Studies around the world have clearly shown the correlation of the country's total output or gross domestic product and employment growing with a large SME sector due to a competitive business environment that allows and encourages the entry of new and innovative small size farms and firms.
Small businesses play a key role in creating jobs—especially jobs for women—thus contributing to tax in the form of VAT, custom duty and other taxes; export and import revenues; facilitating the distribution of goods; and contributing to human resource development. Small businesses are the cradle of innovations and entrepreneurship.
On this note, I would also like to highlight for you, several initiatives that have been initiated by Government in an effort to drive local business. A lot more of these initiatives were announced by the Prime Minister in his Budget Address this afternoon.
In 2011, Government launched the Fijian made and buy Fijian made campaign to inspire loyalty, pride and patriotism for goods produced in Fiji. Government also introduced the industry emblem decree and its associated regulations as part of the campaign. The overall objective of the campaign was to promote Fijian made products both domestically and internationally through a national branding strategy. Through this effort it was envisaged that smaller businesses would be able to secure a comparative advantage when selling lucrative niche products such as virgin coconut oil, noni juice and honey, among others.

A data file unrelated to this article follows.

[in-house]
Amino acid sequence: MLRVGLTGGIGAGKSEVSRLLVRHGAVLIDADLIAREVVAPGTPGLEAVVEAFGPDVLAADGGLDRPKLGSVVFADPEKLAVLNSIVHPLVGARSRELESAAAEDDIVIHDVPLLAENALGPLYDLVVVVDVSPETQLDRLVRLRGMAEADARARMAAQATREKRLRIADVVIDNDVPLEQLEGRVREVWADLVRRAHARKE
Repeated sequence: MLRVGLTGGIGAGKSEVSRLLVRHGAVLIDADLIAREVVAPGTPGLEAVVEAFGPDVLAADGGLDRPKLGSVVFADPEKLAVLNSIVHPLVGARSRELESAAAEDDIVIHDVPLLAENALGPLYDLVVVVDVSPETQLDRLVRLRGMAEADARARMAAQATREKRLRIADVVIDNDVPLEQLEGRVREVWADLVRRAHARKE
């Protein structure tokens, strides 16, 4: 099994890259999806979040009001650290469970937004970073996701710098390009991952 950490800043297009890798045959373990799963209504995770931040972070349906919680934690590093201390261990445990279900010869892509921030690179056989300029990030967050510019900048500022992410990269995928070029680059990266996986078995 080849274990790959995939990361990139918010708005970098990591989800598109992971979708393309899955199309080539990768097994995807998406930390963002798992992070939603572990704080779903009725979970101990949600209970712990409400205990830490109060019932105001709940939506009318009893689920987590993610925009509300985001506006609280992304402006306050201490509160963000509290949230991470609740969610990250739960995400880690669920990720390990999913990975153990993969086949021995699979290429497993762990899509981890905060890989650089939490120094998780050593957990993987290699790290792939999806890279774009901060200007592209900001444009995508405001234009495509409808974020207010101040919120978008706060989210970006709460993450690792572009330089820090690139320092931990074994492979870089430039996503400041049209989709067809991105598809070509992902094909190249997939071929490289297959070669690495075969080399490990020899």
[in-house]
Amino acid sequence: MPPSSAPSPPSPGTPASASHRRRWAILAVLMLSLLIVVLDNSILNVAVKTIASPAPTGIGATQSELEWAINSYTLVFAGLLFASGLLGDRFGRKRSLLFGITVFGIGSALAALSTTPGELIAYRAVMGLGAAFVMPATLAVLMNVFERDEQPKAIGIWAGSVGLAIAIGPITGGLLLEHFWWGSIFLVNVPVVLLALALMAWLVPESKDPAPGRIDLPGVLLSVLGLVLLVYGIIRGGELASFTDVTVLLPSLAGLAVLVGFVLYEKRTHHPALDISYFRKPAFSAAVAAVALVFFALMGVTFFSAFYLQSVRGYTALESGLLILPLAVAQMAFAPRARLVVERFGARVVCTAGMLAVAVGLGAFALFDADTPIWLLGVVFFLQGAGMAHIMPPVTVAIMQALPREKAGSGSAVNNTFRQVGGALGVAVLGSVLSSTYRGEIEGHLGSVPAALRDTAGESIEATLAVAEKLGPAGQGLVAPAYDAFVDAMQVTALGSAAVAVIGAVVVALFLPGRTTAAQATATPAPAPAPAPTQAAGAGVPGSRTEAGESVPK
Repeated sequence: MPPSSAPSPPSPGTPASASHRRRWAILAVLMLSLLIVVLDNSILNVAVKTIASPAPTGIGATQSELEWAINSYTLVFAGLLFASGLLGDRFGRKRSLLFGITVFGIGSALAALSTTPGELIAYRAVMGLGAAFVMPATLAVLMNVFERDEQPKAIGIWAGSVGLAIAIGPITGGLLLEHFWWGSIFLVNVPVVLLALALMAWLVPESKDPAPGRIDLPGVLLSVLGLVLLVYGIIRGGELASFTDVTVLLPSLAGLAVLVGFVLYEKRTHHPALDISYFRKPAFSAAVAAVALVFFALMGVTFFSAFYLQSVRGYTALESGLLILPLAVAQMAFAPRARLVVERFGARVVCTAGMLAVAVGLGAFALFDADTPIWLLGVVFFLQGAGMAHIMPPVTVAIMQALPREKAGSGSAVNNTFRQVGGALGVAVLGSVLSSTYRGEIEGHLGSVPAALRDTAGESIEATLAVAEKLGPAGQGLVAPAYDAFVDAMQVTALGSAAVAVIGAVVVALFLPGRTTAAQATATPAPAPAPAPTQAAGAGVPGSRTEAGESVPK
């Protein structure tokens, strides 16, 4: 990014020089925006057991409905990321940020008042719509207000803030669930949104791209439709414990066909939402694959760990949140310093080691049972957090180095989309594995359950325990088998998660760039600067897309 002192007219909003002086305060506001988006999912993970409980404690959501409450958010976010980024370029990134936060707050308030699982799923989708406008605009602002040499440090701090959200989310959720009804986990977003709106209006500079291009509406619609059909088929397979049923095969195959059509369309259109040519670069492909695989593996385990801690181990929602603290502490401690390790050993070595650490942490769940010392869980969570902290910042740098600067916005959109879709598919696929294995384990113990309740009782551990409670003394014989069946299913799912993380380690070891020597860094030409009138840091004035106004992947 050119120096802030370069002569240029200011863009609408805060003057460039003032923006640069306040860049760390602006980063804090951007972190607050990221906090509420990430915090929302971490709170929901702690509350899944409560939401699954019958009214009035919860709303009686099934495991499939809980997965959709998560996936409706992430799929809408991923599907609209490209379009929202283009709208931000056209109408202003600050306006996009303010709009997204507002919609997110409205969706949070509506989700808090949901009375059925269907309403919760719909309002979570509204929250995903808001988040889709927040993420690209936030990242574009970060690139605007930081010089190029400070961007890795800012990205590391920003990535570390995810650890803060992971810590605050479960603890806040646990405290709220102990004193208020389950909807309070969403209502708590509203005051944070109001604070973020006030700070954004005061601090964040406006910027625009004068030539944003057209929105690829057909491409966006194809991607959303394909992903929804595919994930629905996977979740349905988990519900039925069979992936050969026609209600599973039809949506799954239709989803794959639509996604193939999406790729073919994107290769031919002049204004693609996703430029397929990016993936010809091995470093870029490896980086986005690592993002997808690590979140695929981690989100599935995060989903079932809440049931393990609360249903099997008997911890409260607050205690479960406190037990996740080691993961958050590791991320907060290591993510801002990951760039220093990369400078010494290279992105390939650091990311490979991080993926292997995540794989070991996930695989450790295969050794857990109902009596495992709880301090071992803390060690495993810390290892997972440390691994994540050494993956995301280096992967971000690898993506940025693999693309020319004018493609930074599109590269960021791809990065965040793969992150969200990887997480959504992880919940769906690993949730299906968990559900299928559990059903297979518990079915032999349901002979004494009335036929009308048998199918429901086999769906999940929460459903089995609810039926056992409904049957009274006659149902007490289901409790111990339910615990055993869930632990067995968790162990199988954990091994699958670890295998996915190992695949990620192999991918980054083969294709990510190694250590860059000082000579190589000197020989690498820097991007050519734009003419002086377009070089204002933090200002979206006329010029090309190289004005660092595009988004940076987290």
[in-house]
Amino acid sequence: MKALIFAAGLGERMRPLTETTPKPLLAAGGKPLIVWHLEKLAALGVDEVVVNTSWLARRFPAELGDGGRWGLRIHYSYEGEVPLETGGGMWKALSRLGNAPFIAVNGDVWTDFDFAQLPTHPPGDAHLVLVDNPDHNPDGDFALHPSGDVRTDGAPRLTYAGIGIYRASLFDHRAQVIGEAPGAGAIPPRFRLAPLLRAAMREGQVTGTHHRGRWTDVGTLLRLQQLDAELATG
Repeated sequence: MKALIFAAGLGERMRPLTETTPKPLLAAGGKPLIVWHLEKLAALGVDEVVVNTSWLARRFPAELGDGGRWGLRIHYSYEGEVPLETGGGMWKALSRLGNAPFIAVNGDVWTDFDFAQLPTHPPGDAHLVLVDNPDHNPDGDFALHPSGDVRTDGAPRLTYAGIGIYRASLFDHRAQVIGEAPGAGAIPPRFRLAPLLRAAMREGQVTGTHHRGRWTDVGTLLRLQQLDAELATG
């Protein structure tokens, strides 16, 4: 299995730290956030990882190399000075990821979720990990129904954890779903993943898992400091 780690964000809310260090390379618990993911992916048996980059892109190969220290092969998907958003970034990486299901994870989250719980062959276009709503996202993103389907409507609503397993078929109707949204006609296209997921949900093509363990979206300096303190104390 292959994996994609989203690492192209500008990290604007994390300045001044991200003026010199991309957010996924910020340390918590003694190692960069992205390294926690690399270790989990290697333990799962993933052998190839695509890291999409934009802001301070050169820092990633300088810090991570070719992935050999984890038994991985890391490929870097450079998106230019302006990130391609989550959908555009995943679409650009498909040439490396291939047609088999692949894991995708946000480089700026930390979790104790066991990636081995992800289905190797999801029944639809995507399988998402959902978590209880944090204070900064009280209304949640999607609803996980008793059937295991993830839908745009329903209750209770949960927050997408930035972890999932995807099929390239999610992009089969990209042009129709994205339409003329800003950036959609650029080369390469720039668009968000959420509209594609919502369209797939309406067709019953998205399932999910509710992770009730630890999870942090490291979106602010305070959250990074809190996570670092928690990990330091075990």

I am also pleased to highlight Government's support towards women which in essence, indicates that government fully recognises and appreciates the contribution of women in the development of our society. Government in 2010 launched the Women's Plan of Action for 2010 to 2019.
Specifically, the WPA aims to support women in the formal sector through providing training and eventually providing grants to establish income generating projects. The WPA also aims to elevate women's role in decision-making through an emphasis on equal participation.
In addition, the WPA further aims to facilitate easier access for women to services covering a wide range of areas from health and education to basic services; as well as to legal literacy. Government has also initiated and strengthened partnerships with agencies like the National Employment Centre, the National Centre for Small and Medium Enterprises; and the Fiji National Council for Disabled Persons. The ultimate aim is the economic empowerment of women towards poverty alleviation.
This year, Government launched the Feed Fiji First: Go Local initiative through the Ministry of Agriculture targeting food security and reliance on imported food. To get us started $2.276m was set aside this year to support the food security program. This consisted of potato development, of revitalizing rice, cocoa, ginger, vanilla, and having a more intensive look at the development schemes of the Sigatoka valley, the Saivou valley and Nadarivatu. Off-season production was also encouraged.
Also this year, half a million dollars had been allocated to the National Centre for Small Medium Enterprise Development (NCSMED) for the purposes of assisting Micro and Small Enterprises. Similarly through the Northern Development Programme (NDP) a further million dollars was made available for SMEs in the North. Through the Reserve Bank of Fiji, Government also made available $3m for the establishment of the Small and Medium Enterprise Credit Guarantee Scheme (SMECGS) which can be utilised by all commercial banks and licensed financial institutions. Such a guarantee scheme enables people with low security to borrow in the formal lending system.